The Remote Mountaineering Series tents were built with livability (33 square-feet of floor space and 22-square-feet of vestibule space for the 2-person) and weather protection in mind, protecting mountaineers in extreme conditions, whether tackling a multi-day or multi-week trip climbing mountains. Atypical for lightweight mountaineering tents, the unique central support frame stands up to extremely high winds and pressure from snow loading, providing a safe and comfortable space to wait out a storm or get ready for your alpine start. Extra space is allotted for bulky mountaineering gear and two large doors allow for easy entry and exit — also the ability to dig a vestibule snow pit for cooking and getting your boots on and off.
Sleep System: Therm-a-Rest’s NeoAir XTherm provides enough warmth that you can leave the Ridgerest behind on a climb of this size, and although the 22-degree F Adara HD hydrophobic down sleeping bag might have been a bit overkill for the weather we had, I was sure nice and comfy at night.
MSR Ceramic Cookware: Matt and Ryan cooked us up some amazing Thai and Mexican inspired meals on the new ceramic cookware line from MSR. These aluminum pots and pans feature a durable, nonstick ceramic coating (better for you and the environment than Teflon) and come in a 1.5L, 2.5L and skillet style, all compact enough for backcountry use.
MSR TrailShot Microfilter: We had one trail shot with us at basecamp and with a simple squeeze, we were able to quickly filter water for all 9 of us.
Climbing Gear Highlights
Black Diamond Contact Crampons: A classic 10-point crampon for mountaineering and glacier travel, the Contact features a durable stainless steel construction and a stable, lightweight design. These crampons worked well with our La Sportiva boots.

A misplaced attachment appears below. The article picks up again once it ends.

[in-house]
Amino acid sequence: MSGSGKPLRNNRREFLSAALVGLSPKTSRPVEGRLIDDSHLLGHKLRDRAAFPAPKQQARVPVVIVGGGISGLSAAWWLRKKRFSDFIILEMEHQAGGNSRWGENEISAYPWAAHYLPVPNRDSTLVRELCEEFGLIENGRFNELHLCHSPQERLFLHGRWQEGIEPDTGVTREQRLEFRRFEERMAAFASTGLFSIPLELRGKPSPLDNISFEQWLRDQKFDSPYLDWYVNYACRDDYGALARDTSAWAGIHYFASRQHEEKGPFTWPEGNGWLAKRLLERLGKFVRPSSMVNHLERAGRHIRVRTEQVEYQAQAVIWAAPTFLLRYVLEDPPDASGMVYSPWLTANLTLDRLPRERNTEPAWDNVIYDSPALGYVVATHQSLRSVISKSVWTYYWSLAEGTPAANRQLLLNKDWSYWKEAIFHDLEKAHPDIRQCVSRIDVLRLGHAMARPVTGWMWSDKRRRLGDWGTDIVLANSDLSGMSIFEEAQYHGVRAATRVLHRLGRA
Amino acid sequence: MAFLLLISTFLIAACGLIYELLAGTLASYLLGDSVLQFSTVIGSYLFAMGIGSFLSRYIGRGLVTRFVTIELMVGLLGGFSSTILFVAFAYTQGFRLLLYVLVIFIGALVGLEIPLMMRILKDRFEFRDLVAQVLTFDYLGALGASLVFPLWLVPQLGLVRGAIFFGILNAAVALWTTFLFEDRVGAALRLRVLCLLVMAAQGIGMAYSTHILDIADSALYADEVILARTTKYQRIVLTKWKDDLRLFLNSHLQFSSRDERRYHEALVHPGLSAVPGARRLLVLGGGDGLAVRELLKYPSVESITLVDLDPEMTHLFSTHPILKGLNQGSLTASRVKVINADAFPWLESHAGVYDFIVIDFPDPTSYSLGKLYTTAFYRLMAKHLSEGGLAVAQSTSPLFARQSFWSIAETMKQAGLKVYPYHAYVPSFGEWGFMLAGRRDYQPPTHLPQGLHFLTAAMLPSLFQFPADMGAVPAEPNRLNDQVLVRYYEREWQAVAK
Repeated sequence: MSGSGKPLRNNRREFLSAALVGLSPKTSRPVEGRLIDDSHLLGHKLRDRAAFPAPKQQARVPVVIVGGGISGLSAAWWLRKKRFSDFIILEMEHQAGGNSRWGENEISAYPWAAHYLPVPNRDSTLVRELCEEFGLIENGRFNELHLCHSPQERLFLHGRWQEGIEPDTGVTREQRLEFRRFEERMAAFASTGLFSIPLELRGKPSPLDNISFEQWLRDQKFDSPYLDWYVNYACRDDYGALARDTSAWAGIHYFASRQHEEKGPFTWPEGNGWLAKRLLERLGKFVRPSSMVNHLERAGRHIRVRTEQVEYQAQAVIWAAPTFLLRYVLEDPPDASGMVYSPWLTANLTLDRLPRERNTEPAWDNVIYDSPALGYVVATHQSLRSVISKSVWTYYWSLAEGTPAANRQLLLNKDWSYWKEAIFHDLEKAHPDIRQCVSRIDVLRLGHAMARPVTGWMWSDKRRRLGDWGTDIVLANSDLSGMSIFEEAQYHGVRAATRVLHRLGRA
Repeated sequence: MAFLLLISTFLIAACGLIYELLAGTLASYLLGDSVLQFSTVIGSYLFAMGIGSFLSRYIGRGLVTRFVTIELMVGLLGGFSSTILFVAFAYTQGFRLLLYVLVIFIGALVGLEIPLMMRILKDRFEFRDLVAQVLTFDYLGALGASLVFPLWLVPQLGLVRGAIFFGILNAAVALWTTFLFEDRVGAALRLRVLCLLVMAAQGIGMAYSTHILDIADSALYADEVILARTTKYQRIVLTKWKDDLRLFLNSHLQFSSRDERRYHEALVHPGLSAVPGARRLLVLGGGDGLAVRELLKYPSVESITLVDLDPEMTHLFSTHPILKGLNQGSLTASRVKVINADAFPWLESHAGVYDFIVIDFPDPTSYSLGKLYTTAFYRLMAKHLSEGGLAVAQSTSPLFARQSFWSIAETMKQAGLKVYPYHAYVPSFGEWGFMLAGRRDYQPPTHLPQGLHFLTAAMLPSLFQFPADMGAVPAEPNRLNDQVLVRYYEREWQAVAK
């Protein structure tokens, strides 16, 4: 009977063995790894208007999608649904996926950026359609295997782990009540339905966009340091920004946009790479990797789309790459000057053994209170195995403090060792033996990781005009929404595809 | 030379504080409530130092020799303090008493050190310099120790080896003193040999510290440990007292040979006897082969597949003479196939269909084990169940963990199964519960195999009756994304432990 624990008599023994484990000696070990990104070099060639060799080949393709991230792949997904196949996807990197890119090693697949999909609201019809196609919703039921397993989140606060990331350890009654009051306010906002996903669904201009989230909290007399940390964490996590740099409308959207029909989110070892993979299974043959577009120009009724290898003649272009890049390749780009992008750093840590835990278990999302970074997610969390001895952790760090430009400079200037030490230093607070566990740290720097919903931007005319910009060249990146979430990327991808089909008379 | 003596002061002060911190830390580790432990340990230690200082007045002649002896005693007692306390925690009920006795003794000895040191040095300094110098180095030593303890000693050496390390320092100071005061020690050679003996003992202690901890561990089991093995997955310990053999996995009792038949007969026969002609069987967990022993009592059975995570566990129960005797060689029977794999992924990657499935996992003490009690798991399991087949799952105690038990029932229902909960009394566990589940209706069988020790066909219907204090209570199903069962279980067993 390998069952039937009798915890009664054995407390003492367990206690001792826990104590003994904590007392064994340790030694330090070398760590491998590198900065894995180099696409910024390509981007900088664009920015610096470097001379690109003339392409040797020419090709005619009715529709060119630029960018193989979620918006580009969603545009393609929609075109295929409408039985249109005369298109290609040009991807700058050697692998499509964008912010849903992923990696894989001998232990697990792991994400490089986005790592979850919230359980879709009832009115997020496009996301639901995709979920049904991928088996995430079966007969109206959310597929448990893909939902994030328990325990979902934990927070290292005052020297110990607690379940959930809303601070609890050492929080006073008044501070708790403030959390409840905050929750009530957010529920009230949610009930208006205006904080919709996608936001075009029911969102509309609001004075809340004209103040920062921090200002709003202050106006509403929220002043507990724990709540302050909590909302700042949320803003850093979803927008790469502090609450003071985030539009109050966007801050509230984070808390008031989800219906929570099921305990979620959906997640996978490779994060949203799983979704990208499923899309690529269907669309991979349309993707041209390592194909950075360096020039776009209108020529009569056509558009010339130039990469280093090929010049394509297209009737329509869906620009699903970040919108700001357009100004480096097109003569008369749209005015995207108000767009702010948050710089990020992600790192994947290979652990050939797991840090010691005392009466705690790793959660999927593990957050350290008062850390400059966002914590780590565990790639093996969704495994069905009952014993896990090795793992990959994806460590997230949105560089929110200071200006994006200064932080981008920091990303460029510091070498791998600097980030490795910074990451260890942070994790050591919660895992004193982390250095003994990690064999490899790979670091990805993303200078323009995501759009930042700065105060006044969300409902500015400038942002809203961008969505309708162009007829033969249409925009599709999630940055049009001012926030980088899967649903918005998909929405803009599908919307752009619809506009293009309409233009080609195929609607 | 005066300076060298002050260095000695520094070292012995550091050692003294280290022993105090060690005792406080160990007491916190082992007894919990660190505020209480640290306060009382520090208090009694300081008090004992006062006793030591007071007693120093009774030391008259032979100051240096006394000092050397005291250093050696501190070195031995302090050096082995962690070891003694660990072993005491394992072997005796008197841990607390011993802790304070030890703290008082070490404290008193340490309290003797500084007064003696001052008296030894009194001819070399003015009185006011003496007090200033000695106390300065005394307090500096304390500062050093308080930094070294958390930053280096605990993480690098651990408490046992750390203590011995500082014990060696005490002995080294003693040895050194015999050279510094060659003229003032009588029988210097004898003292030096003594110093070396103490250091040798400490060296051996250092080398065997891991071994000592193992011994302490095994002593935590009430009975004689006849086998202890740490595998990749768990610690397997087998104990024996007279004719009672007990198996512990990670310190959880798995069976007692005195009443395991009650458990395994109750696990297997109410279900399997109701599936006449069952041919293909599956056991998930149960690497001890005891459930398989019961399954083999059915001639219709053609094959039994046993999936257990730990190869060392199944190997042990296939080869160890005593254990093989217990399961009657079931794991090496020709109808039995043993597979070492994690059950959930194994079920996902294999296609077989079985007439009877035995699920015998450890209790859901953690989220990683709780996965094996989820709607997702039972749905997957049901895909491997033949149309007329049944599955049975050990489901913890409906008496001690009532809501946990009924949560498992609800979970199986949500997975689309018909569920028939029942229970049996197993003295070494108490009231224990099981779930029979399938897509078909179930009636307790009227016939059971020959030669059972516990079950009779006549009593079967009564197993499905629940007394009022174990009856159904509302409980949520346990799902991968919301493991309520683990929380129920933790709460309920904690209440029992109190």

La Sportiva Trango Cube GTX: These are perfect boots for climbing Mt. Baker. Lightweight, warm, and waterproof, they offered enough flexibility that I could comfortably hike the approach in them, but stiff enough to provide support on steep, icy terrain.
Helly Hansen Vanir Softshell Pants: Be on the lookout for these next spring as they are my new favorite softshell pants. With a slim profile but lots of stretch, these pants don’t get dumpy after wearing them for a few days. A nice high back waist works well with a harness.
Columbia Sportswear Titan Ice Hoody: Climbing or hiking under the midday sun requires a solar hoody, especially in you are on the middle of a radiating glacier. Another one to look out for next spring.
Helly Hansen Vanir Heta Jacket: A Spring ‘17 piece, the Heta is a combination hardshell/softshell, giving you both the weather protection and high-exertion breathability you need when climbing.
Helly Hansen Icefall Jacket: Stuffed with 700-fill goose down, this insulated jacket uses strategically placed water resistant PrimaLoft Silver insulation to ensure you stay warm regardless the weather.
Black Diamond Half Dome Helmet: With an improved fit and weight savings of more than 40 grams over the original, the Half Dome is an all-purpose workhorse ideal for everything from trad cragging to alpine expeditions.
Black Diamond Raven Pro Ice Axe: A tried and true classic for glacier travel, this mountaineering axe is built with lightweight aluminum/stainless steel materials.
Suunto Spartan Ultra: Full review still to follow but you always want some sort of timepiece when climbing and one that has a long battery life and also gives you accurate elevation and distance can’t be beat. The compass and breadcrumb navigation features could help you safely pick your way back down the glacier in a whiteout.
Granite Gear Crown2: Super minimalist but fully functional, this pack weighs only 2 pounds. The 60L volume was barely enough to fit all my personal gear, ½ a tent, and group gear for hauling up to basecamp. Regardless, it did carry the heavy load comfortably. Although it offers some weather protection, I am not a fan of the rolltop closure for alpine packs — if you fill them to capacity, you can never secure the closure properly. On summit day, I ditched the lid and the side compression straps cinched down the extra volume to make a low-profile and lightweight summit pack. And the huge stretch mesh pocket along the front comes in handy for packing out your WAG BAG at the end of the climb.